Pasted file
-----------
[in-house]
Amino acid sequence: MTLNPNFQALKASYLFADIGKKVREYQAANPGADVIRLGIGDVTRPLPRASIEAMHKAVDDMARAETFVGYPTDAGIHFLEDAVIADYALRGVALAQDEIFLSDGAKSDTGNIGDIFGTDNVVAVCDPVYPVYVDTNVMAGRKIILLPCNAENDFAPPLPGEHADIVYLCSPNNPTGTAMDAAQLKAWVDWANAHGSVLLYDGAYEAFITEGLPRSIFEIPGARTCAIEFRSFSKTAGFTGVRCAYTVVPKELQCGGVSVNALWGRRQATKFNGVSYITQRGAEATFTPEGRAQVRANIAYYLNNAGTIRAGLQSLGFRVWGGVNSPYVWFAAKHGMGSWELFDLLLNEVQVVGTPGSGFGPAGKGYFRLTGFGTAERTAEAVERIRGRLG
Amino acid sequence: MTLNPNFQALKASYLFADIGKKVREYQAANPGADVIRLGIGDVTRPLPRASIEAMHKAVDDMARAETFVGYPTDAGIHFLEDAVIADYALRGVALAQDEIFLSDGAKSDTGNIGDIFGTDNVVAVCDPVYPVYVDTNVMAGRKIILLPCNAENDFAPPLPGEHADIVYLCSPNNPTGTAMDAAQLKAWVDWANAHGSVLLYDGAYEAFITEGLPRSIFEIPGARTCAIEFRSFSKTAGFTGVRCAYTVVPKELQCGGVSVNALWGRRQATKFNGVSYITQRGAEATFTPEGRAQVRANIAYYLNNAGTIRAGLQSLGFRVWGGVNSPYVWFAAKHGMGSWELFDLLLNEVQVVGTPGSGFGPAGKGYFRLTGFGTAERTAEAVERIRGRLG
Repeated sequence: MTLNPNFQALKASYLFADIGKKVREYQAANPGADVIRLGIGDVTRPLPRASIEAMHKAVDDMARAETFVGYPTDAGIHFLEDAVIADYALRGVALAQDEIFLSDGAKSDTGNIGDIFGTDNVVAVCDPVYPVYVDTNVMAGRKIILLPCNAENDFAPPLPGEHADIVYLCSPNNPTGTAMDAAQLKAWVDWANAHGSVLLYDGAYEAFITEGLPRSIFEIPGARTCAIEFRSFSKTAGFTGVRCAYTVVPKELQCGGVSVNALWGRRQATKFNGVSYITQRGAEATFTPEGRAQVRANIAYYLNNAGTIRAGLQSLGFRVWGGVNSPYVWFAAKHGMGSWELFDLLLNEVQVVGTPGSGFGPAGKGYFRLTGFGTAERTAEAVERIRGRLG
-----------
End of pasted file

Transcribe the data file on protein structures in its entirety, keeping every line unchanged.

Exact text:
[in-house]
Amino acid sequence: MTLNPNFQALKASYLFADIGKKVREYQAANPGADVIRLGIGDVTRPLPRASIEAMHKAVDDMARAETFVGYPTDAGIHFLEDAVIADYALRGVALAQDEIFLSDGAKSDTGNIGDIFGTDNVVAVCDPVYPVYVDTNVMAGRKIILLPCNAENDFAPPLPGEHADIVYLCSPNNPTGTAMDAAQLKAWVDWANAHGSVLLYDGAYEAFITEGLPRSIFEIPGARTCAIEFRSFSKTAGFTGVRCAYTVVPKELQCGGVSVNALWGRRQATKFNGVSYITQRGAEATFTPEGRAQVRANIAYYLNNAGTIRAGLQSLGFRVWGGVNSPYVWFAAKHGMGSWELFDLLLNEVQVVGTPGSGFGPAGKGYFRLTGFGTAERTAEAVERIRGRLG
Amino acid sequence: MTLNPNFQALKASYLFADIGKKVREYQAANPGADVIRLGIGDVTRPLPRASIEAMHKAVDDMARAETFVGYPTDAGIHFLEDAVIADYALRGVALAQDEIFLSDGAKSDTGNIGDIFGTDNVVAVCDPVYPVYVDTNVMAGRKIILLPCNAENDFAPPLPGEHADIVYLCSPNNPTGTAMDAAQLKAWVDWANAHGSVLLYDGAYEAFITEGLPRSIFEIPGARTCAIEFRSFSKTAGFTGVRCAYTVVPKELQCGGVSVNALWGRRQATKFNGVSYITQRGAEATFTPEGRAQVRANIAYYLNNAGTIRAGLQSLGFRVWGGVNSPYVWFAAKHGMGSWELFDLLLNEVQVVGTPGSGFGPAGKGYFRLTGFGTAERTAEAVERIRGRLG
Repeated sequence: MTLNPNFQALKASYLFADIGKKVREYQAANPGADVIRLGIGDVTRPLPRASIEAMHKAVDDMARAETFVGYPTDAGIHFLEDAVIADYALRGVALAQDEIFLSDGAKSDTGNIGDIFGTDNVVAVCDPVYPVYVDTNVMAGRKIILLPCNAENDFAPPLPGEHADIVYLCSPNNPTGTAMDAAQLKAWVDWANAHGSVLLYDGAYEAFITEGLPRSIFEIPGARTCAIEFRSFSKTAGFTGVRCAYTVVPKELQCGGVSVNALWGRRQATKFNGVSYITQRGAEATFTPEGRAQVRANIAYYLNNAGTIRAGLQSLGFRVWGGVNSPYVWFAAKHGMGSWELFDLLLNEVQVVGTPGSGFGPAGKGYFRLTGFGTAERTAEAVERIRGRLG